“Essentially, you have adrenaline in your body … and when you are scared, you produce adrenaline,” Caviezel explained. “If a child knows he’s going to die, his body will secrete this adrenaline. And they have a lot of terms that they use that he takes me through, but it’s the worst horror I’ve seen. It’s screaming alone. Even if I never, ever, ever saw it, it’s beyond. And these people that do it, there will be no mercy for them.” The audience applauded, solemnly.

Caviezel, whose agents and managers did not reply to several requests for comment, had just promoted one of the more extreme and lurid conspiracy theories out there, and one central to the cosmology of QAnon—the utterly false idea that a cabal of elites is torturing and killing children to obtain a fictionalized biological substance—and he’d done it in the same breath that he promoted OUR. (Adrenochrome is a real chemical compound, but the idea that it can only be harvested from terrified torture victims was purely the stuff of horror movies before Q came along. For QAnon believers, however, it has a much larger significance. The concept that evil elites are harvesting the substance from murdered children is a central facet of their belief system; they believe those elites take the substance to maintain their youthful appearances or life force.) 

All of this was awkward at best for OUR, which has spent the better part of a year insisting that it “does not condone conspiracy theories and is not affiliated with any conspiracy theory groups, like QAnon, in any way, shape, or form,” as it says on its website. Caviezel’s comments generated a minor tsunami of headlines linking him, the film, Ballard, and the organization to a poisonous conspiracy theory and a stunningly fringe conference, the highlight of which was Lin Wood, who claimed in November that associating him with QAnon is a “smear,” making the shape of a Q in the air for an adoring crowd. (Wood has more recently claimed to be confused about QAnon even is, writing on Telegram on June 2: “I have been repeatedly attacked for being a ‘Qanon conspiracy theorist. Why? I can do research to educate myself on Q. I can do research to educate myself on Anons. My question is: What is QAnon???”)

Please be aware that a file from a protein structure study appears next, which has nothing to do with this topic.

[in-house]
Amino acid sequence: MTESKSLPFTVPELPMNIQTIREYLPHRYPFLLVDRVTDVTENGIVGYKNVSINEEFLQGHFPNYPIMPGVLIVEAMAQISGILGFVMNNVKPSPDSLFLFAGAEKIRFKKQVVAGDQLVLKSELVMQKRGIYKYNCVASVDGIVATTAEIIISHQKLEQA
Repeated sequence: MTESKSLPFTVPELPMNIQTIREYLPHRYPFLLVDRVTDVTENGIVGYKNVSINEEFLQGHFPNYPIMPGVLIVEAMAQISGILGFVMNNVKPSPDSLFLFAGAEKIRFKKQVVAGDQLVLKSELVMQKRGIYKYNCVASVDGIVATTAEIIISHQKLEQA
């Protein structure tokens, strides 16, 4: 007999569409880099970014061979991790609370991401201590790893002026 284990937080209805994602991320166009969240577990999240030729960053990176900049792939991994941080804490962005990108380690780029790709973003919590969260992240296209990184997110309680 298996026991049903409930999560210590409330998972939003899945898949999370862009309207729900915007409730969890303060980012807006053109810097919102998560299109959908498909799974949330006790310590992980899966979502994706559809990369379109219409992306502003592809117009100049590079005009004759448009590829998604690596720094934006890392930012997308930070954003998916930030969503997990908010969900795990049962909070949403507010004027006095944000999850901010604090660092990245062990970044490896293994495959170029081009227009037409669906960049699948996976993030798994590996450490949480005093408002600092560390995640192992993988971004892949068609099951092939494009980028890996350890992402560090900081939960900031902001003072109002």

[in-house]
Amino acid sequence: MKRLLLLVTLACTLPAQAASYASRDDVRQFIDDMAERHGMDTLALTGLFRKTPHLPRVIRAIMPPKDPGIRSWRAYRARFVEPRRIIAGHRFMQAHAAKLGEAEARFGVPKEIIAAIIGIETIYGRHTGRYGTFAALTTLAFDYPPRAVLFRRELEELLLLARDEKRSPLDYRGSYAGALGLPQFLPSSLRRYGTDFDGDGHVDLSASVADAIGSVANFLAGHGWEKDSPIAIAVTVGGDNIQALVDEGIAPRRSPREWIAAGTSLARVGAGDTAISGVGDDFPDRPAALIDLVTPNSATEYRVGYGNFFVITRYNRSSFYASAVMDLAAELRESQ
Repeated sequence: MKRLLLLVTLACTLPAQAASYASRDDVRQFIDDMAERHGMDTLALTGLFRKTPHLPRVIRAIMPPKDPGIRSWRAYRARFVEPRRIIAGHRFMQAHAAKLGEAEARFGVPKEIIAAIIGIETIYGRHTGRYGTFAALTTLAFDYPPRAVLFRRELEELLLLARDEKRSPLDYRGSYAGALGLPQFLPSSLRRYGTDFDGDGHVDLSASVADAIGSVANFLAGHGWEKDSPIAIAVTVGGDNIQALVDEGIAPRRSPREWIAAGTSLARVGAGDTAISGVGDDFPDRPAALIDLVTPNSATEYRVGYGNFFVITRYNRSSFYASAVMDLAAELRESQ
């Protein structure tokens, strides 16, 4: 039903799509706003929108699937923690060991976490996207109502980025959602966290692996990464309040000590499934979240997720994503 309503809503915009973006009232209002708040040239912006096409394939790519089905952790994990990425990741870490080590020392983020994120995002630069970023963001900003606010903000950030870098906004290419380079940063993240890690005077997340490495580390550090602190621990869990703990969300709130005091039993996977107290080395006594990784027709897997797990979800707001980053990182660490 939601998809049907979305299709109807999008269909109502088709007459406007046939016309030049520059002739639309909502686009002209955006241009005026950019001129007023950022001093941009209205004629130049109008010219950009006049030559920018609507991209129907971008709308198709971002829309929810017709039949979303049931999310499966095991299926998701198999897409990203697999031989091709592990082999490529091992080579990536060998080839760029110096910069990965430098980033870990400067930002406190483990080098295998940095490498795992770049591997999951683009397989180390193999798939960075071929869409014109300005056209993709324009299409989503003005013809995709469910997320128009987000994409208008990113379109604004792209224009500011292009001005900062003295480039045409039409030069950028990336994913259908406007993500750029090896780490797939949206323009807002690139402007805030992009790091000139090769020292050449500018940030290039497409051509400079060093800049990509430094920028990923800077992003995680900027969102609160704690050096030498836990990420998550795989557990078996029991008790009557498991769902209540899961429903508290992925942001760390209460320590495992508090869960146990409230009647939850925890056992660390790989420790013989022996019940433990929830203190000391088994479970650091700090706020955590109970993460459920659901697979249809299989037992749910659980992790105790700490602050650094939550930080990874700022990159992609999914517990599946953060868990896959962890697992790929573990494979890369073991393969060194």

In response to a request for comment from VICE World News, a spokesperson for OUR wrote, “Operation Underground Railroad does not condone child trafficking conspiracy theories, such as the harvesting of adrenochrome, nor is the organization affiliated with any conspiracy theory groups, including QAnon. OUR has clearly stated that the effort to knock out child exploitation and human trafficking is being harmed [by] a number of conspiracy theory groups who have chosen to latch onto child exploitation and human trafficking and used a variety of conspiracy theories as a vehicle to deceptively bolster their causes.” The spokesperson also said that Ballard “participated in the conference out of respect to, and at the invitation of, Jim Caviezel to help promote the upcoming movie Sound of Freedom in which Caviezel plays the lead role.” In response to a specific question about Caviezel’s use of the phrase “he takes me through,” a second spokesperson said that Ballard had never explained the process of adrenochrome harvesting to Caviezel.

Before the blowback and the cleanup came, though, Caviezel and Ballard had a movie to promote. 

 

“This is one of the best films I’ve ever done in my life,” Caviezel said. He drew a parallel between it and The Passion of the Christ, an independently-financed film that was, he suggested, successful despite unnamed forces in Hollywood working against it because of people just like those in the audience. “Whether it ever gets seen in this industry is up to your prayers.” 

A moment before that, Ballard had appeared from what looked very much like a recording booth in an undisclosed location where he was, according to Clark, “actually rescuing kids, tonight.”

“I’m here doing an operation overseas which I hope to be able to tell you about soon,” he said. “It’s involving the rescue of children as young as 12 years old … that’s the only reason I’m not there with you.” The movie in which an actor best known for playing Christ portrayed him was, he said, “an opportunity for the world to understand what’s happening.” It would, he suggested, do nothing less than “save the lives of children.” 

This was classic Ballard: Urgent, heroic, a little bombastic, and deeply self-serving. The narrative of a small organization fighting desperately to shine a light on the darkness of children being trafficked and sexually abused also served to paper over another, truer narrative. In this one, OUR is rife with internal divisions, losing key employees who are starting up rival anti-trafficking groups, and under a serious and widening criminal investigation, which VICE World News has confirmed now involves federal authorities and focuses not just on OUR, but on for-profit companies connected to it.

 

After years of success—tens of millions of dollars of donations, flattering stories in the national press, high-profile partnerships with celebrities across the political spectrum, and seats for its founder before Congress and at Donald Trump’s right hand—OUR has reached a new stage. Its carefully-crafted image is coming undone.